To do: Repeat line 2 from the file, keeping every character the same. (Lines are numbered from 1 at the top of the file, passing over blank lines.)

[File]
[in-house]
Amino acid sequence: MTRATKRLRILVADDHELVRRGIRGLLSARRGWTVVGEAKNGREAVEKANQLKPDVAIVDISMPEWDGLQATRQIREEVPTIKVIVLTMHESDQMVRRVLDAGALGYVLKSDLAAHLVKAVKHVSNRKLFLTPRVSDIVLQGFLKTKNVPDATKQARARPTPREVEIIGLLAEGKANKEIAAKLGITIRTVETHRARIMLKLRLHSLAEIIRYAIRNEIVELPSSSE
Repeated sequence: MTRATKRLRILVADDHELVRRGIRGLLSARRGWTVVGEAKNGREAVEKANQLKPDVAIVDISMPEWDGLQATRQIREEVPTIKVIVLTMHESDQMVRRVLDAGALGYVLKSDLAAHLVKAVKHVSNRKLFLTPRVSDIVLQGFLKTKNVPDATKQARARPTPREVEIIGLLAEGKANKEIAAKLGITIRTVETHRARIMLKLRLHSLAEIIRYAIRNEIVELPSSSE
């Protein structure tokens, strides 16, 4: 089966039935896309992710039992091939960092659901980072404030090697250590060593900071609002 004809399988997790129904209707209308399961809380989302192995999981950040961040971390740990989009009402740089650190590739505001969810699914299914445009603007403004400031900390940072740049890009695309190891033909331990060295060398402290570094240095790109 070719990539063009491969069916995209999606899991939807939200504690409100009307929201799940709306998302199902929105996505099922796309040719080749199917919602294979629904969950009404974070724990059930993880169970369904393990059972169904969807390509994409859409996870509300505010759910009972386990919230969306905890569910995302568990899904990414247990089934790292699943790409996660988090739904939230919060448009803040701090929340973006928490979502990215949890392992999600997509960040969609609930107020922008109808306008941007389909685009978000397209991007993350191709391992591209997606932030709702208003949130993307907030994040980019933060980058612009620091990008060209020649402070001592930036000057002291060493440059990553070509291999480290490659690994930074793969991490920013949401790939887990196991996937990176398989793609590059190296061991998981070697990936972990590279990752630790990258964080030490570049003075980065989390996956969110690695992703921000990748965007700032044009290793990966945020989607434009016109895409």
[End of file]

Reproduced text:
Amino acid sequence: MTRATKRLRILVADDHELVRRGIRGLLSARRGWTVVGEAKNGREAVEKANQLKPDVAIVDISMPEWDGLQATRQIREEVPTIKVIVLTMHESDQMVRRVLDAGALGYVLKSDLAAHLVKAVKHVSNRKLFLTPRVSDIVLQGFLKTKNVPDATKQARARPTPREVEIIGLLAEGKANKEIAAKLGITIRTVETHRARIMLKLRLHSLAEIIRYAIRNEIVELPSSSE